Academic journal article
By Levy, Gary
Canadian Parliamentary Review , Vol. 26, No. 2
The United States ban on the importation of Prince Edward Island potatoes following discover of potato wart disease in October 2000 gave rise to an interesting case of parliamentary privilege pitting the federal government against the PEI legislature. The issue arose when a committee of the legislature tried to summon officials from the Canadian Food Inspection Agency. On behalf of the agency the Government of Canada took the view that the Committee had overstepped its power and asked the court to quash the summons. The Committee, supported by an intervener, the Speaker of the Ontario Legislative Assembly, argued that the right of a Committee to require attendance of witnesses and production of documents is included among the inherent privileges of the Assembly and the court had no power to review the rightness, or wrongness, of a decision made pursuant to that privilege. This article looks at the arguments and the judgment by Justice Wayne Cheverie of the Prince Edward Island Supreme Court on January 14, 2003.
On April 3, 2001, the Prince Edward Island Legislative Assembly passed a resolution referring what had become known as the "potato wart crisis" to its Standing Committee on Agriculture, Forestry and Environment". The Committee held hearings on the issue throughout the fall and winter. It made several reports to the Legislative Assembly and in each case Committee reports were received and adopted by the Legislative Assembly.
On September 24, 2001, Norman MacPhee, Chair of the Committee, invited representatives of the Canadian Food Inspection Agency (CFIA) to testify. This invitation was declined, although the Agency indicated its willingness to respond to written inquiries from the Committee. Some 900 pages of documents were provided. However, the Committee continued to indicate its desire to hear and question representatives of the CFIA. On November 9, 2001, the Clerk of the Legislative Assembly wrote to the CFIA that failing their attendance, the Committee would consider all of its options, including the issuance of a warrant as authorized by the Legislative Assembly Act.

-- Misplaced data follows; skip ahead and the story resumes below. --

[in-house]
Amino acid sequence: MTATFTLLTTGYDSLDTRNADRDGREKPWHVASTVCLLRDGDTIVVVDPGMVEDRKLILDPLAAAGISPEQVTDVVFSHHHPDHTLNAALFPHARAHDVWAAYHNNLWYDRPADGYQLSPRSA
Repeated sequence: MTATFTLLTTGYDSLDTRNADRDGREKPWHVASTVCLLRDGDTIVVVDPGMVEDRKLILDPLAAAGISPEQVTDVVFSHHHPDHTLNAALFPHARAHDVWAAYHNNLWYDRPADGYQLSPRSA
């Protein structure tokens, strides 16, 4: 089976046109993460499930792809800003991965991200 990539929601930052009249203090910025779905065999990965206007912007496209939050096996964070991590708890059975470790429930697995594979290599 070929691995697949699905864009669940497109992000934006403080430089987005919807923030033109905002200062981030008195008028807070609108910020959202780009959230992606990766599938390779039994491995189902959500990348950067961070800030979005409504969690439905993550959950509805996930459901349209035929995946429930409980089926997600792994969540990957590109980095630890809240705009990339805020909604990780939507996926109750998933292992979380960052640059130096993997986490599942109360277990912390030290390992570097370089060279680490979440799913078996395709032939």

When the Agency maintained its position Mr. MacPhee again wrote requesting input from CFIA officials to assist his Committee, and in turn the Island's potato industry, in avoiding a future crisis of this nature. In the same letter, the Chairman indicated the Committee did intend to forward a list of questions to the CFIA, but was also considering the option of issuing a subpoena to ensure the attendance of certain officials.
On December 12, 2001, the Committee heard from the provincial Minister and Deputy Minister of Agriculture and Forestry, as well as representatives of the Prince Edward Island Potato Board and the Potato Producers Association of Prince Edward Island. On the same day, the Committee met in camera and passed a motion to summon Don Love and David MacSwain of the CFIA to appear before it.
The Agency responded by going to court seeking an order to quash these summonses or at least, to obtain a declaration that Mr. Love and Mr. MacSwain be exempted from complying. In considering this case Justice Wayne Cheverie said there were four questions that had to be answered.
* Does the Legislative Assembly of Prince Edward Island have the power to summon witnesses and order them to produce documents?
* If the Legislative Assembly of Prince Edward Island does have this power, does it extend to the Committee?
* If the Committee has the power, should the witnesses, nonetheless, be exempt from the summonses?
* Does the Judicial Review Act of Prince Edward Island apply to the decision of the Committee?
The Power to Summon Witnesses
In their argument, the Agency recognized that Agriculture is an area of joint jurisdiction under section 95 of the Constitution Act, 1867. They also recognized the right of the Legislative Assembly to conduct inquiries. …